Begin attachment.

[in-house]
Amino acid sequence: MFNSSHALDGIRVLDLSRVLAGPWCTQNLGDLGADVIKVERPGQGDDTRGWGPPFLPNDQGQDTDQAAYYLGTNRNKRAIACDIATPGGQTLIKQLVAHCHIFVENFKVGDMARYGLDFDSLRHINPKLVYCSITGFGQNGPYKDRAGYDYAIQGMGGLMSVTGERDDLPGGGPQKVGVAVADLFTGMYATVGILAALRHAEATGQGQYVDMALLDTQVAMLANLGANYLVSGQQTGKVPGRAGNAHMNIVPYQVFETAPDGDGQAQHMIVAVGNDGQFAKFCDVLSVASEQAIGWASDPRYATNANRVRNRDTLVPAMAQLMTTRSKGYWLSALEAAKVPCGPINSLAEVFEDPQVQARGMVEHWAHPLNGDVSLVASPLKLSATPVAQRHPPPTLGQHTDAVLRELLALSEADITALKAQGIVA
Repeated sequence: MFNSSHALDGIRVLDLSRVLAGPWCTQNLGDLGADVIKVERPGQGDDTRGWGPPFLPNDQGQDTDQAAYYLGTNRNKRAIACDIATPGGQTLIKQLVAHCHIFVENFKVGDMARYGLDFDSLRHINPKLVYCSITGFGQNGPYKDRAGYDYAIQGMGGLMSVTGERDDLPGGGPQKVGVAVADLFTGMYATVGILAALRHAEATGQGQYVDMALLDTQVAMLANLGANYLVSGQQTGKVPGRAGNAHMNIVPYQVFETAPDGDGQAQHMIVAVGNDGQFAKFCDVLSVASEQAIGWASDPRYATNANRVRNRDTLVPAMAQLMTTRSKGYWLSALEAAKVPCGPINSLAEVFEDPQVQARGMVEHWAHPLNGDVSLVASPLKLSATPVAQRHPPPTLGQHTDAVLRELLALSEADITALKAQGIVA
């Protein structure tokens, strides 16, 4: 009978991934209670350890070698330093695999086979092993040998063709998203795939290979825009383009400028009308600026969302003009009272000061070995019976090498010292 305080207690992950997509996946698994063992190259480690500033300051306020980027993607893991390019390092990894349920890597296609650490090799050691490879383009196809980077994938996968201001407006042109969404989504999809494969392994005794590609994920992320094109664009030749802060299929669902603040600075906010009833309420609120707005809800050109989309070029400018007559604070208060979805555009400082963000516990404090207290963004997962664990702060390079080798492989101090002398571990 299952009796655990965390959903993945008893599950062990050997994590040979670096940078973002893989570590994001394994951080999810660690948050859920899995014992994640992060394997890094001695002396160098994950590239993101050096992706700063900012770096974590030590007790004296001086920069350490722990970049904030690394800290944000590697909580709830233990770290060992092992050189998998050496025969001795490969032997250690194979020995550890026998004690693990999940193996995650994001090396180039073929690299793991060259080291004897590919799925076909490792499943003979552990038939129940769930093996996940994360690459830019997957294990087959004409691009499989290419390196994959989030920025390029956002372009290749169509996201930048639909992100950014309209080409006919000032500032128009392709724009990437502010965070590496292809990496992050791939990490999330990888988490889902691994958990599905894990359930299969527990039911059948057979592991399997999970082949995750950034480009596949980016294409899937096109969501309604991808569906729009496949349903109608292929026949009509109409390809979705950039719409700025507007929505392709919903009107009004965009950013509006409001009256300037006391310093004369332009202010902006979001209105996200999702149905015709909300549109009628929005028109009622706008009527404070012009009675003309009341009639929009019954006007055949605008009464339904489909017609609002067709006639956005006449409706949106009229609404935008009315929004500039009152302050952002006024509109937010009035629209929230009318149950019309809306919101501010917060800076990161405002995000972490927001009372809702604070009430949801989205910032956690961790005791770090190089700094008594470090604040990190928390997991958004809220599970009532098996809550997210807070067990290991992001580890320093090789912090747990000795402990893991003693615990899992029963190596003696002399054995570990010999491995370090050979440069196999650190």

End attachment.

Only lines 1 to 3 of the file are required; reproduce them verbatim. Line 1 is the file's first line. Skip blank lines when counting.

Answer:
[in-house]
Amino acid sequence: MFNSSHALDGIRVLDLSRVLAGPWCTQNLGDLGADVIKVERPGQGDDTRGWGPPFLPNDQGQDTDQAAYYLGTNRNKRAIACDIATPGGQTLIKQLVAHCHIFVENFKVGDMARYGLDFDSLRHINPKLVYCSITGFGQNGPYKDRAGYDYAIQGMGGLMSVTGERDDLPGGGPQKVGVAVADLFTGMYATVGILAALRHAEATGQGQYVDMALLDTQVAMLANLGANYLVSGQQTGKVPGRAGNAHMNIVPYQVFETAPDGDGQAQHMIVAVGNDGQFAKFCDVLSVASEQAIGWASDPRYATNANRVRNRDTLVPAMAQLMTTRSKGYWLSALEAAKVPCGPINSLAEVFEDPQVQARGMVEHWAHPLNGDVSLVASPLKLSATPVAQRHPPPTLGQHTDAVLRELLALSEADITALKAQGIVA
Repeated sequence: MFNSSHALDGIRVLDLSRVLAGPWCTQNLGDLGADVIKVERPGQGDDTRGWGPPFLPNDQGQDTDQAAYYLGTNRNKRAIACDIATPGGQTLIKQLVAHCHIFVENFKVGDMARYGLDFDSLRHINPKLVYCSITGFGQNGPYKDRAGYDYAIQGMGGLMSVTGERDDLPGGGPQKVGVAVADLFTGMYATVGILAALRHAEATGQGQYVDMALLDTQVAMLANLGANYLVSGQQTGKVPGRAGNAHMNIVPYQVFETAPDGDGQAQHMIVAVGNDGQFAKFCDVLSVASEQAIGWASDPRYATNANRVRNRDTLVPAMAQLMTTRSKGYWLSALEAAKVPCGPINSLAEVFEDPQVQARGMVEHWAHPLNGDVSLVASPLKLSATPVAQRHPPPTLGQHTDAVLRELLALSEADITALKAQGIVA